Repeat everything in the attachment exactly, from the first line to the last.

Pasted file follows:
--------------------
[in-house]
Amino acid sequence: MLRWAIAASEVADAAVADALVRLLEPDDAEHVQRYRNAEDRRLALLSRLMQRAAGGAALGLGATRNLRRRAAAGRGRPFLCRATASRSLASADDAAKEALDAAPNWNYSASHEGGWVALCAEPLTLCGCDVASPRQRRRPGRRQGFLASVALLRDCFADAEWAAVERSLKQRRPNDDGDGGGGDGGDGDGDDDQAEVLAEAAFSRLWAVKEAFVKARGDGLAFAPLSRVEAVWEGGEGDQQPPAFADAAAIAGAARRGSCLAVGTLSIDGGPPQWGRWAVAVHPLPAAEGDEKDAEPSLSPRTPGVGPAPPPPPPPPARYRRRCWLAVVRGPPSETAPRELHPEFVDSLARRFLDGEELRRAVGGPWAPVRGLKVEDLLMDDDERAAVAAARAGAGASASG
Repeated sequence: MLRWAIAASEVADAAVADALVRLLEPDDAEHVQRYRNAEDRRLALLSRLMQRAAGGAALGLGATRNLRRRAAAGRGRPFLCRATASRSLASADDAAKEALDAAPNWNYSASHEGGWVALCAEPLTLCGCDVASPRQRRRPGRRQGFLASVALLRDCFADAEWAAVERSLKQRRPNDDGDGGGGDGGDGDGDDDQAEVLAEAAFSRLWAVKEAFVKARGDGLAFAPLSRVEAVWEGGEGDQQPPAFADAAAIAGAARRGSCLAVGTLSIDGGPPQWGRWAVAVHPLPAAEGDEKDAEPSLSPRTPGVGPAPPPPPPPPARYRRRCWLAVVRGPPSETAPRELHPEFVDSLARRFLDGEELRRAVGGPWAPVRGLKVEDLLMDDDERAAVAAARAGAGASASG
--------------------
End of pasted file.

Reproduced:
[in-house]
Amino acid sequence: MLRWAIAASEVADAAVADALVRLLEPDDAEHVQRYRNAEDRRLALLSRLMQRAAGGAALGLGATRNLRRRAAAGRGRPFLCRATASRSLASADDAAKEALDAAPNWNYSASHEGGWVALCAEPLTLCGCDVASPRQRRRPGRRQGFLASVALLRDCFADAEWAAVERSLKQRRPNDDGDGGGGDGGDGDGDDDQAEVLAEAAFSRLWAVKEAFVKARGDGLAFAPLSRVEAVWEGGEGDQQPPAFADAAAIAGAARRGSCLAVGTLSIDGGPPQWGRWAVAVHPLPAAEGDEKDAEPSLSPRTPGVGPAPPPPPPPPARYRRRCWLAVVRGPPSETAPRELHPEFVDSLARRFLDGEELRRAVGGPWAPVRGLKVEDLLMDDDERAAVAAARAGAGASASG
Repeated sequence: MLRWAIAASEVADAAVADALVRLLEPDDAEHVQRYRNAEDRRLALLSRLMQRAAGGAALGLGATRNLRRRAAAGRGRPFLCRATASRSLASADDAAKEALDAAPNWNYSASHEGGWVALCAEPLTLCGCDVASPRQRRRPGRRQGFLASVALLRDCFADAEWAAVERSLKQRRPNDDGDGGGGDGGDGDGDDDQAEVLAEAAFSRLWAVKEAFVKARGDGLAFAPLSRVEAVWEGGEGDQQPPAFADAAAIAGAARRGSCLAVGTLSIDGGPPQWGRWAVAVHPLPAAEGDEKDAEPSLSPRTPGVGPAPPPPPPPPARYRRRCWLAVVRGPPSETAPRELHPEFVDSLARRFLDGEELRRAVGGPWAPVRGLKVEDLLMDDDERAAVAAARAGAGASASG